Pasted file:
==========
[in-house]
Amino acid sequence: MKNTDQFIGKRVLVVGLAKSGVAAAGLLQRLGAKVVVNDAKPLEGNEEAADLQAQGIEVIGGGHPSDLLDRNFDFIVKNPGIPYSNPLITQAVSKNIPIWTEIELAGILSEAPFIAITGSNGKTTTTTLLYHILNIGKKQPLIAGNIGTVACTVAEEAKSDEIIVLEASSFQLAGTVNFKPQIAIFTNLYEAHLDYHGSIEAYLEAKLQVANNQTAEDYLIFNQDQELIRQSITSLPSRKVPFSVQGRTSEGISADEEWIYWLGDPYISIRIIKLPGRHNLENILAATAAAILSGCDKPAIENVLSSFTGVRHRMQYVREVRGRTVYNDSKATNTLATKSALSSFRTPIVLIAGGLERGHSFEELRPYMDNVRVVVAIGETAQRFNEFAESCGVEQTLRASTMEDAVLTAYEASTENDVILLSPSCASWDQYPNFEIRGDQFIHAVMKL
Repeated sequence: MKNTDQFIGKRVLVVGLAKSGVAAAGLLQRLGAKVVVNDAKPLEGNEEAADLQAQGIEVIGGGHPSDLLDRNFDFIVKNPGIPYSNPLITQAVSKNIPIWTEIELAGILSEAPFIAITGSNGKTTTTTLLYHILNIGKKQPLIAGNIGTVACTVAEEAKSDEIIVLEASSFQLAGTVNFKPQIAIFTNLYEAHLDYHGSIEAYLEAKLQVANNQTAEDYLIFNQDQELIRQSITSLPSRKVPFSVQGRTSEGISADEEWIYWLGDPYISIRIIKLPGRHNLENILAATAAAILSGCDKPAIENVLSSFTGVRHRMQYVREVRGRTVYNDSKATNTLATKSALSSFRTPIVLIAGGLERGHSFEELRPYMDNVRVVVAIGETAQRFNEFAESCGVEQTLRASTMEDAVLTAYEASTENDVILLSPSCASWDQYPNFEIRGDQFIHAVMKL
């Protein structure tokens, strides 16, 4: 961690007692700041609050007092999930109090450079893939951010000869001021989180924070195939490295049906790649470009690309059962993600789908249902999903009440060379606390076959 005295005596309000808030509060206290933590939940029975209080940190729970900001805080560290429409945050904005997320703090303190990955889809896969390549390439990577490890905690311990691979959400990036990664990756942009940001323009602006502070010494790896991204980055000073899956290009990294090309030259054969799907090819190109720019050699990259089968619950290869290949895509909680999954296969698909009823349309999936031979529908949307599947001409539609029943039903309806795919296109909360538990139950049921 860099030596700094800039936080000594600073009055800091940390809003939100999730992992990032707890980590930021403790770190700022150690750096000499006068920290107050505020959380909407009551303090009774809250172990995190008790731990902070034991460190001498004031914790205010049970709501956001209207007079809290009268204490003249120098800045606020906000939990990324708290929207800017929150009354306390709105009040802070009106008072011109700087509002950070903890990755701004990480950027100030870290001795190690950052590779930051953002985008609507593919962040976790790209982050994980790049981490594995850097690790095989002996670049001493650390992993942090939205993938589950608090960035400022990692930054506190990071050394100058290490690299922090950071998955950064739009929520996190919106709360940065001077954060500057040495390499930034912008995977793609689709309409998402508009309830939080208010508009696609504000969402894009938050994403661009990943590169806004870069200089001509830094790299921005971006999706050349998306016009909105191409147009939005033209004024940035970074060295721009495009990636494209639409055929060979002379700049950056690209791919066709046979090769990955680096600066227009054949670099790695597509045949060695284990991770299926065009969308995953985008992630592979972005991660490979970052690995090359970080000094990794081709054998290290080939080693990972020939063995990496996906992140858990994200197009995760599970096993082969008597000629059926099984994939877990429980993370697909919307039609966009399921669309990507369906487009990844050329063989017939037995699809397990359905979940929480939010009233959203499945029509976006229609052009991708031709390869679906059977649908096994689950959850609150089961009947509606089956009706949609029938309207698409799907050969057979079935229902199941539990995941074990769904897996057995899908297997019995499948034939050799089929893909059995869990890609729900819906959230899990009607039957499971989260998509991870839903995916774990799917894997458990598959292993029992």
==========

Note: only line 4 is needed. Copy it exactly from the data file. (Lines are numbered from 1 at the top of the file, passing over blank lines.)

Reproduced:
């Protein structure tokens, strides 16, 4: 961690007692700041609050007092999930109090450079893939951010000869001021989180924070195939490295049906790649470009690309059962993600789908249902999903009440060379606390076959 005295005596309000808030509060206290933590939940029975209080940190729970900001805080560290429409945050904005997320703090303190990955889809896969390549390439990577490890905690311990691979959400990036990664990756942009940001323009602006502070010494790896991204980055000073899956290009990294090309030259054969799907090819190109720019050699990259089968619950290869290949895509909680999954296969698909009823349309999936031979529908949307599947001409539609029943039903309806795919296109909360538990139950049921 860099030596700094800039936080000594600073009055800091940390809003939100999730992992990032707890980590930021403790770190700022150690750096000499006068920290107050505020959380909407009551303090009774809250172990995190008790731990902070034991460190001498004031914790205010049970709501956001209207007079809290009268204490003249120098800045606020906000939990990324708290929207800017929150009354306390709105009040802070009106008072011109700087509002950070903890990755701004990480950027100030870290001795190690950052590779930051953002985008609507593919962040976790790209982050994980790049981490594995850097690790095989002996670049001493650390992993942090939205993938589950608090960035400022990692930054506190990071050394100058290490690299922090950071998955950064739009929520996190919106709360940065001077954060500057040495390499930034912008995977793609689709309409998402508009309830939080208010508009696609504000969402894009938050994403661009990943590169806004870069200089001509830094790299921005971006999706050349998306016009909105191409147009939005033209004024940035970074060295721009495009990636494209639409055929060979002379700049950056690209791919066709046979090769990955680096600066227009054949670099790695597509045949060695284990991770299926065009969308995953985008992630592979972005991660490979970052690995090359970080000094990794081709054998290290080939080693990972020939063995990496996906992140858990994200197009995760599970096993082969008597000629059926099984994939877990429980993370697909919307039609966009399921669309990507369906487009990844050329063989017939037995699809397990359905979940929480939010009233959203499945029509976006229609052009991708031709390869679906059977649908096994689950959850609150089961009947509606089956009706949609029938309207698409799907050969057979079935229902199941539990995941074990769904897996057995899908297997019995499948034939050799089929893909059995869990890609729900819906959230899990009607039957499971989260998509991870839903995916774990799917894997458990598959292993029992």